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S. Korea Releases RFP For UCAV

South Korea’s technologically ambitious defense ministry aims to test a scaled demonstrator for a stealthy combat drone by 2013, extending the country’s expertise in unmanned aircraft and hedging against cancellation of the KF-X fighter program.

With this project, South Korea will be within 10 years of Britain and Germany in flying substantial development hardware for unmanned combat aircraft. South Korea may be ahead of Japan, which has announced no such development effort.

Korea Aerospace Industries is well placed to win the project, since it has already embarked on company-funded work to acquire technology in this field, going as far as designing a full-scale aircraft it calls the K-UCAV and flying a 20% scale model of it (AW&ST Oct. 26, 2009, p. 42).

The aircraft that the ministry’s defense development agency is asking for will be larger than the model but still smaller than an operational aircraft. The South Korean air force is not known to be seeking a combat drone, and the agency says in its request for proposals that the program is not relevant to any military requirement.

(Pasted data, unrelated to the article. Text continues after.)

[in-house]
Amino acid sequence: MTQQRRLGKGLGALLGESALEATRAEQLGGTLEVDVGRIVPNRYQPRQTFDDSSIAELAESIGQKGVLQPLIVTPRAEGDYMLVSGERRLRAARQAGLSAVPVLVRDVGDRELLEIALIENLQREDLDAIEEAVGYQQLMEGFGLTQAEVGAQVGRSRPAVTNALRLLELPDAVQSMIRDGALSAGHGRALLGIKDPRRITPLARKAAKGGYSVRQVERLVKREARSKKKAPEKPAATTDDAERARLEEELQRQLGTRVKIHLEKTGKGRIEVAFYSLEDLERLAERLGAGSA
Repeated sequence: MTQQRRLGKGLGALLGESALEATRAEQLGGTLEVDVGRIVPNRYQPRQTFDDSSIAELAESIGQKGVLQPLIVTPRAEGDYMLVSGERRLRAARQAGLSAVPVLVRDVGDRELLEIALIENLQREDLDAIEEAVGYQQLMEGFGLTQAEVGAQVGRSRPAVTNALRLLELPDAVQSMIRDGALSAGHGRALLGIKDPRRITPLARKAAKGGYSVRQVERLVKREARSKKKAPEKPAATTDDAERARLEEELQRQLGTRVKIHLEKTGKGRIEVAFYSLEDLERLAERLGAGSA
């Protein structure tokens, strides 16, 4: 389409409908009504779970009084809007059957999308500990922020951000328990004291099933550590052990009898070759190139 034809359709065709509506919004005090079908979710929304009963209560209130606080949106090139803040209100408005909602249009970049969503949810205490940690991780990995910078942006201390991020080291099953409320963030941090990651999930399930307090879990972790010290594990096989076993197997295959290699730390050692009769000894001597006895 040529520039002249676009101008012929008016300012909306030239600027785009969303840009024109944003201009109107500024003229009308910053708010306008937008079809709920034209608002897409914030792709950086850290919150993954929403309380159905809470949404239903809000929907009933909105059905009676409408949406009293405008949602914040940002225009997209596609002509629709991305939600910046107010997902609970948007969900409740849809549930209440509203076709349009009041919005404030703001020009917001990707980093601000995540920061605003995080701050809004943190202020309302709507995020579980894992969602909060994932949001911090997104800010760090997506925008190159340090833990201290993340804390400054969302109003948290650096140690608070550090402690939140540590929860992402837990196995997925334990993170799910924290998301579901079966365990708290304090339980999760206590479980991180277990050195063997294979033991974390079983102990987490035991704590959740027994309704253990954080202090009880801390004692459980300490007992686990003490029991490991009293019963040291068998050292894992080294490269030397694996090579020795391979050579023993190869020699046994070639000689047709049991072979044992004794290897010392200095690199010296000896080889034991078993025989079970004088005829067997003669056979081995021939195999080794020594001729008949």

Putting the technology-development cart before the operational-requirement horse is common in South Korea. Technologists in industry and government, especially in the defense development agency , often push for advanced programs in the hope that the military will eventually be pressed into paying for full-scale development and production .

In this latest project, the winning bidder will build two airframes under the project name UCAV Configuration Design Technology Research. The government will supply radar-absorbing material and two engines of an unspecified type.

The project’s objective is to “develop a scaled-down flying demonstrator and ground control equipment to validate core technologies required to develop a low-observable unmanned combat air vehicle,” the agency says.

It is also asking suppliers for one “radar-absorbing structure”—load-bearing airframe parts that can be used in exposed positions, such as wing leading edges and chines. Those parts will presumably be tested on the ground.

The 17-billion-won ($15-million) budget indicates that the aircraft will be larger than the K-UCAV model. Moreover, that money may be only the government’s contribution to the airframe work. In other countries, manufacturers have helped pay for such developments; in South Korea they are often forced to contribute.

Submissions are due by Mar. 23, a preferred supplier will be chosen in June and the aircraft must begin flight-testing by 2013. Testing should be completed in 2014, since the request for proposals says it should be wrapped up 48 months after the approval of the research and development plan, scheduled for August. Spending will peak in 2012.

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